WASHINGTON, July 23 (Reuters) - U.S. regulators are expected to adopt rules on Wednesday that force “prime” money market funds used by large institutions to float their share price.
Proponents have suggested that moving from the current stable $1 per share net asset value (NAV) to a floating NAV would help prevent investors from getting spooked by the prospect of funds “breaking the buck,” or falling lower than that amount.
The Securities and Exchange Commission is also likely to finalize a second provision that will permit fund boards to lower so-called redemption “gates” or charge fees in stressed market conditions, according to people familiar with the matter.
The reform will impact a wide variety of asset managers, from Blackrock Inc, Fidelity and Vanguard to Charles Schwab Corp, Pimco and Federated Investors Inc.
The two-pronged reform for the $2.6 trillion industry comes after a long battle between the SEC, the industry and federal banking regulators.
The industry and the U.S. Chamber of Commerce have warned that any rules that drastically change the structure of money market funds could cut off a major supply of short-term funding for corporations.
Wednesday’s final rule is expected to carve out exemptions for a wide swath of money funds.
Funds used by retail investors, for instance, will still be permitted to maintain a stable $1 per share net asset value because they are considered less likely than institutional investors to run on a fund if the market deteriorates.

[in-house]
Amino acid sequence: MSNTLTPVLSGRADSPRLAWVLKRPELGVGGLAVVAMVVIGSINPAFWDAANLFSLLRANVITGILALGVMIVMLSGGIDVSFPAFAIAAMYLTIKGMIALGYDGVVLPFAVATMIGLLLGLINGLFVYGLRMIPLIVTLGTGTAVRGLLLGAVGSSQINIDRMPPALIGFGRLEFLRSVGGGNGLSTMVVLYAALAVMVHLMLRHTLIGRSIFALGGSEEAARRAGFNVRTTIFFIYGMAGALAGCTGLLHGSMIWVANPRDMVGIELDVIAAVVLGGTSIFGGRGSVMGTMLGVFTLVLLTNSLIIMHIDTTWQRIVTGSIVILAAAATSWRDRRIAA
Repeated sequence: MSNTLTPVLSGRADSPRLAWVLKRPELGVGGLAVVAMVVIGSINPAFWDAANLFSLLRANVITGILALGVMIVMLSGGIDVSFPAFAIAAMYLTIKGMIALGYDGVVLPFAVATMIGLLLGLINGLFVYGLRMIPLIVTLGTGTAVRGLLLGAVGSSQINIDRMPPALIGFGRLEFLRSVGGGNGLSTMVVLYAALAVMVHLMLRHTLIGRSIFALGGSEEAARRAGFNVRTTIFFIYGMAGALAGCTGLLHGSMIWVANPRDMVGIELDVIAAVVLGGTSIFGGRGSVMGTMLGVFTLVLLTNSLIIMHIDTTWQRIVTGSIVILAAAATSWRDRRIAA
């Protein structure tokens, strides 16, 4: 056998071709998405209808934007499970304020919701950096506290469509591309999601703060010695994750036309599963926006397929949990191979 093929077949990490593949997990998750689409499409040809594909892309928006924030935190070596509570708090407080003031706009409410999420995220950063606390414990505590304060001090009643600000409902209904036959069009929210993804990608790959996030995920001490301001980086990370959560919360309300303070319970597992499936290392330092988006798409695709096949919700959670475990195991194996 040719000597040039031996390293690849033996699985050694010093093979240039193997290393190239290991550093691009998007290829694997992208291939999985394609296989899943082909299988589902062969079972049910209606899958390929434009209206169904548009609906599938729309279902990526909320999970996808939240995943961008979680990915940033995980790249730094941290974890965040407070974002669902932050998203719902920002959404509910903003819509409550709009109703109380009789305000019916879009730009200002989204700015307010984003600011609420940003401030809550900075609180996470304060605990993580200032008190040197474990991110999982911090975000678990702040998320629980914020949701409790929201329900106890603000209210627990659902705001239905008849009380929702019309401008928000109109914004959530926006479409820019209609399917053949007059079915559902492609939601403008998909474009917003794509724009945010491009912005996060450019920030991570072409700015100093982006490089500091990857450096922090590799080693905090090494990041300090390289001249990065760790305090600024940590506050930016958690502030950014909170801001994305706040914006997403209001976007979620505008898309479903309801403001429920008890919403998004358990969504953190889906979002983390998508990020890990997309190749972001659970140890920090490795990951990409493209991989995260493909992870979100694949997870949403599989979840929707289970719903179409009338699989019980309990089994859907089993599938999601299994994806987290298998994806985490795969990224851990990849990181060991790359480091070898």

The U.S. Treasury Department, which has been working to devise a way to relieve investors in funds with a floating NAV from burdensome tax rules, is also expected to unveil its plan sometime on Wednesday, several people familiar with the matter said.
The Financial Stability Oversight Council, a panel of regulators charged with policing for risks, has been pressuring the SEC to bolster money market fund regulations since 2012.
In 2008, the Reserve Primary Fund’s heavy exposure to Lehman Brothers led panicked investors to yank out their money, causing the fund to break the buck when its net asset value fell below $1 per share.
The Federal Reserve was ultimately forced to backstop the industry until the chaos subsided.
Former SEC Chair Mary Schapiro initially pushed two potential plans for money funds, including either a floating NAV or a capital buffer requirement.
The majority of the industry and three of the SEC’s fellow commissioners, however, rejected the ideas, saying they could kill the product and that more study was needed to justify new rules.
After the SEC completed a study and the agency assumed new leadership, sentiment toward a floating NAV softened.
While some funds and industry groups are still opposed to requiring a floating NAV, others say they are fine with it as long as it only applies to prime funds and as long as all of the tax and accounting issues associated with a floating share price are resolved. (Reporting by Sarah N. Lynch. Editing by Andre Grenon)